Cowie, D. and Smith, L. and Braddick, O. (2010) 'The development of locomotor planning for end-state comfort.', Perception., 39 (5). pp. 661-670.
Walking through real-world environments involves using perceptual information to make complex choices between alternative routes, and this ability must develop through childhood. We examined performance and its development in one such situation. We used a novel ‘river-crossing’ paradigm analogous to manual ‘end-state comfort’ planning tasks, where an uncomfortable manoeuvre at the start of a movement is traded off for comfort at its end. Adults showed locomotor end-state comfort planning, adjusting feet at the start of a route in order to gain comfort at its end (crossing a manageable gap between two stepping stones). 3 – 6-year-olds also made this trade-off, but to a lesser degree than adults. The results suggest that end-state comfort is an important determiner of locomotor behaviour. Furthermore, they show that children as young as 3 years can use detailed visual information to form sophisticated locomotor plans.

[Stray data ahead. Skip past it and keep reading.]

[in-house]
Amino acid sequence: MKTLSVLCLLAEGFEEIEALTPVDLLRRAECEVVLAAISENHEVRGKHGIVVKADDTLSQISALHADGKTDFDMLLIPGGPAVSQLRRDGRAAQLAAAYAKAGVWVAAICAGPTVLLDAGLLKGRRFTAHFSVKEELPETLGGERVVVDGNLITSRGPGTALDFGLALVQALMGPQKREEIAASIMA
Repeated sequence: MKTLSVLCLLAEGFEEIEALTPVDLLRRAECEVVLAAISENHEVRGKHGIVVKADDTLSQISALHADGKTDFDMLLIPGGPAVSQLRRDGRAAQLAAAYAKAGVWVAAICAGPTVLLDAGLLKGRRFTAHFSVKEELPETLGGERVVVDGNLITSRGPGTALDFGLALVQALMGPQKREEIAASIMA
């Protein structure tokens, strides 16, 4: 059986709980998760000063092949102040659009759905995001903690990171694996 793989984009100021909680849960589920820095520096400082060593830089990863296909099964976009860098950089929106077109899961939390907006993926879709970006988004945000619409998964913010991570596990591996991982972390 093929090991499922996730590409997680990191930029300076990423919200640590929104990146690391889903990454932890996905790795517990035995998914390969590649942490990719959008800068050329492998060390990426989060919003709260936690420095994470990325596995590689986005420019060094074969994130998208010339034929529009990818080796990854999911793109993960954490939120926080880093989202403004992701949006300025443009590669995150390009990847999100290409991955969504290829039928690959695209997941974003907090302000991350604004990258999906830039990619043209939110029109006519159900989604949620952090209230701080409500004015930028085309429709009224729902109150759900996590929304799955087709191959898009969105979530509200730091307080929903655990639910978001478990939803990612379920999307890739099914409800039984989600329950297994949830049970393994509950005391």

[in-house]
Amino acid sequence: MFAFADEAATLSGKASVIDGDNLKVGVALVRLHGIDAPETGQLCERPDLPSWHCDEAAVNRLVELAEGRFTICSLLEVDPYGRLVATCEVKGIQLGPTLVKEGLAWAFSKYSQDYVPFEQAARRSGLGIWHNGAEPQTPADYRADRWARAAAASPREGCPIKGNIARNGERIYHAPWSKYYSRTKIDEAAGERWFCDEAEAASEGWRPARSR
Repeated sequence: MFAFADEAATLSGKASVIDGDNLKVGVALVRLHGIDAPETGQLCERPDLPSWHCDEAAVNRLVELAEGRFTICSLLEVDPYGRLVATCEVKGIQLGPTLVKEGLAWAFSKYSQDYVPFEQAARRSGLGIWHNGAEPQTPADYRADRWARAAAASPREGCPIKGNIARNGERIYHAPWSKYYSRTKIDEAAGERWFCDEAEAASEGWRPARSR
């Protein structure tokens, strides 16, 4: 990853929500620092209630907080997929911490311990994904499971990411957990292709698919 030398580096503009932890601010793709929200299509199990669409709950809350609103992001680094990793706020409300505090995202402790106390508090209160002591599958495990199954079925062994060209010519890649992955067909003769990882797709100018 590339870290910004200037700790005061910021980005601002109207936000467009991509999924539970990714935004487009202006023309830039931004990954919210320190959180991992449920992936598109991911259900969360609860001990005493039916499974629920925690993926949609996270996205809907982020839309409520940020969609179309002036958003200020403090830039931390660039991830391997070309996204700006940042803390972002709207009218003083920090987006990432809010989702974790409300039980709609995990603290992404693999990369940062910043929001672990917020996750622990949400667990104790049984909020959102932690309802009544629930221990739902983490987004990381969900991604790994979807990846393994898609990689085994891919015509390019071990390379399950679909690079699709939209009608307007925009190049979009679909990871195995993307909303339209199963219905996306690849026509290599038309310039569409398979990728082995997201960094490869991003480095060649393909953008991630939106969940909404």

|Full text:||(AM) Accepted Manuscript|
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|Publisher Web site:||http://dx.doi.org/10.1068/p6343|
|Publisher statement:||Dorothy Cowie, Liam Smith, Oliver Braddick, 2010. The definitive peer-reviewed and edited version of this article is published in Perception, 39(5), 2010, 10.1068/p6343|
|Date accepted:||No date available|
|Date deposited:||12 February 2015|
|Date of first online publication:||2010|
|Date first made open access:||No date available|
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